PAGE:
Nature's Path & Way To Go
3:00 PM EDT, March 21, 2014
The Portland Reservoir has always served as a kind of gateway to the mysterious and magical Meshomasic State Forest.
It's a place where you just "take the dirt road next to the reservoir" to explore the old Nike missile sites. Or follow that dirt road to the foundation of the old smallpox hospital. The century-old white pine plantation? Why, just take that old dirt road.
But we often miss the beauty of the reservoir and its surroundings as we take that road to other places. The deep pine forests and picturesque swamp aren't places you want to just pass through.
And that's where the rim trail comes in. The orange-blazed parks and recreation trail incorporates that old dirt road – also known as the old Marlborough Turnpike – and wraps around the 125-year-old reservoir with its views of Raccoon Hill and Meshomasic Mountain. Visitors must be mindful that the reservoir is still a source of water, though, so while dogs are allowed, the law says they must be cleaned up after — something that quite a few canine owners forget.
Visitors park at the reservoir and follow the trail located to the left of the dam and spillway. Visitors are immediately greeted by views out to Racoon Hill and Meshomasic Mountain – translated as "great rattlesnake" from the Native American. Most of the views incorporate part of the 9,000-acre forest, the state's second largest.
The road twists along the northern edge of the reservoir. On one side is the reservoir and on the other a swamp with numerous stumps and dead trees sticking out of the shrinking ice cover. The town-owned "Stevens Lot" provides a backdrop of huge white pines and Norway spruces that were planted in 1913. An unmarked path will take visitors into the pines.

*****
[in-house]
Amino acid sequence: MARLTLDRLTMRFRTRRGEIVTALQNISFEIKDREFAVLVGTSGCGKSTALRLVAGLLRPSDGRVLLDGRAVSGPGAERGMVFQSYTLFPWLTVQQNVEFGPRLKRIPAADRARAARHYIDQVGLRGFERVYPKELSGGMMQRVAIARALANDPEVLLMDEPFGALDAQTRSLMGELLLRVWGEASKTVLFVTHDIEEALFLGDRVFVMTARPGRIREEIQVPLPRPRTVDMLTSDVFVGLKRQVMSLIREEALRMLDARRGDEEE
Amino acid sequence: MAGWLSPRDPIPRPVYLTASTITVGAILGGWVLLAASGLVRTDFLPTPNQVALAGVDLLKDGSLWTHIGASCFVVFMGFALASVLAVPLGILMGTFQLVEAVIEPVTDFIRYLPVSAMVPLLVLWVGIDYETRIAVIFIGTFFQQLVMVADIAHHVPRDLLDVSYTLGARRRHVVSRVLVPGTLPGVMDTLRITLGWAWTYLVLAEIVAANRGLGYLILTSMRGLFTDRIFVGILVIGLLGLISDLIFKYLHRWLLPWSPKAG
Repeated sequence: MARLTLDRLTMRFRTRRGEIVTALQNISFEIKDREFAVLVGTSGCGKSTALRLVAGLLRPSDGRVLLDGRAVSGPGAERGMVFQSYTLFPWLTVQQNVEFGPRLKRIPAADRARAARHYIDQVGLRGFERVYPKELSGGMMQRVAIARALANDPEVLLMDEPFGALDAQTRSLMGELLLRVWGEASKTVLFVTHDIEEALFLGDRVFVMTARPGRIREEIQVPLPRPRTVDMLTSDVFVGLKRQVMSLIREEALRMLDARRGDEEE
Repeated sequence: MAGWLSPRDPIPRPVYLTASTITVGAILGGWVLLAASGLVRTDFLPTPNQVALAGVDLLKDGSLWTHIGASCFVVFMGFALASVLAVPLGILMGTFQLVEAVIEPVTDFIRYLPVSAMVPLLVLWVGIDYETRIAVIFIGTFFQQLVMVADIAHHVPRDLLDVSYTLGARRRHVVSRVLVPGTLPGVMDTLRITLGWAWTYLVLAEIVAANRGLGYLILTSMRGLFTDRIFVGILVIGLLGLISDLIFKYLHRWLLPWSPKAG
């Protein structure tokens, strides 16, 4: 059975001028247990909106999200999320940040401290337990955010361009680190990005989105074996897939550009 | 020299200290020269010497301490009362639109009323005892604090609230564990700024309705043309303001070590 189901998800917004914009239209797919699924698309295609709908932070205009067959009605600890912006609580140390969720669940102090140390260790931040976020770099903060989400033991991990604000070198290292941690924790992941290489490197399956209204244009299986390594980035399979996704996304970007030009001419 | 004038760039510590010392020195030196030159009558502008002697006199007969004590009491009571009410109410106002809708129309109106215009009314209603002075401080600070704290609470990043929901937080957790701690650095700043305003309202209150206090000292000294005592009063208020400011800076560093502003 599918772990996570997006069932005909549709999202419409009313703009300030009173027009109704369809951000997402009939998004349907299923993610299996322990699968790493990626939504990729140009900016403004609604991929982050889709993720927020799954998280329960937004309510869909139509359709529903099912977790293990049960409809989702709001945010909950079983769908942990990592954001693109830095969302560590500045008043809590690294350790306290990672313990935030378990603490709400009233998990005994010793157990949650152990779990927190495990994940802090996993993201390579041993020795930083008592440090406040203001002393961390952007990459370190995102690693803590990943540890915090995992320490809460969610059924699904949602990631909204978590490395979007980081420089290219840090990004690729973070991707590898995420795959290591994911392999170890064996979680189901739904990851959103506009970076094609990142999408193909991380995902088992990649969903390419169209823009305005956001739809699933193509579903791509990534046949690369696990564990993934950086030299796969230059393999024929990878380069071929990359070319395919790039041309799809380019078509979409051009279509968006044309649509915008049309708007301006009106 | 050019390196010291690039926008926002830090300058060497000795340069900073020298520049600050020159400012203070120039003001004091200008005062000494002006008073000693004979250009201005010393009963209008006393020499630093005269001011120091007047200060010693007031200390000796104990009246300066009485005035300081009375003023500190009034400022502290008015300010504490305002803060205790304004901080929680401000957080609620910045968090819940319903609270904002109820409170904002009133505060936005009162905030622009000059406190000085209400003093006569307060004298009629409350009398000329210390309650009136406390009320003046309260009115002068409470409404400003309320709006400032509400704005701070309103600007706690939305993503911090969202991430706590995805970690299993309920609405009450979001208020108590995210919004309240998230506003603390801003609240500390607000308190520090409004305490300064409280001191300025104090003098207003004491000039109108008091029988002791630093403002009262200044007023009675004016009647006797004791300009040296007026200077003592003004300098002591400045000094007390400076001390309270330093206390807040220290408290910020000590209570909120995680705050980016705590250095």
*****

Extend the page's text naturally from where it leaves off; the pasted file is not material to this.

The rim trail continues along the road before entering the woods and crossing Buck Brook, a crystal-clear stream that feeds the Portland Reservoir. From its sandy banks visitors can see plenty of rapids and waterfalls along with the fish swimming in the clear water. Along the stream are huge concrete culverts covered with moss and lichen – miniature tunnels to explore.
Although it seems like the trail is taking visitors farther away from the reservoir, the path travels along the eastern rim through the deep woods and across bridges created by Andrew Donahue. A few years ago, Donahue's Eagle Scout project was to restore the trail and build bridges across several streams. And we aren't talking log bridges, but well-designed, solid structures — another example of all Eagle Scouts have done for the state's trail system.
The trail passes through a white pine grove and winds back to the reservoir's dam and spillway. Once again visitors can take in the panoramic view across to the pristine hills of the Meshomasic State Forest.
The trail winds past two huge water storage tanks and brings visitors back to the parking area. But before returning, be on the lookout for the old remnants of an old waterworks on the side of the road. Old foundations and huge iron storage tanks can be seen and are neat to explore.
Within the Meshomasic forest there are plenty of interesting places to explore. But on the trip there, don't forget to explore its gateway.
Route 17 to the intersection with Route 17A. Turn on Sage Hollow Road and left on Cornwall Street. Turn left on Old Marlborough Turnpike and follow to the reservoir.
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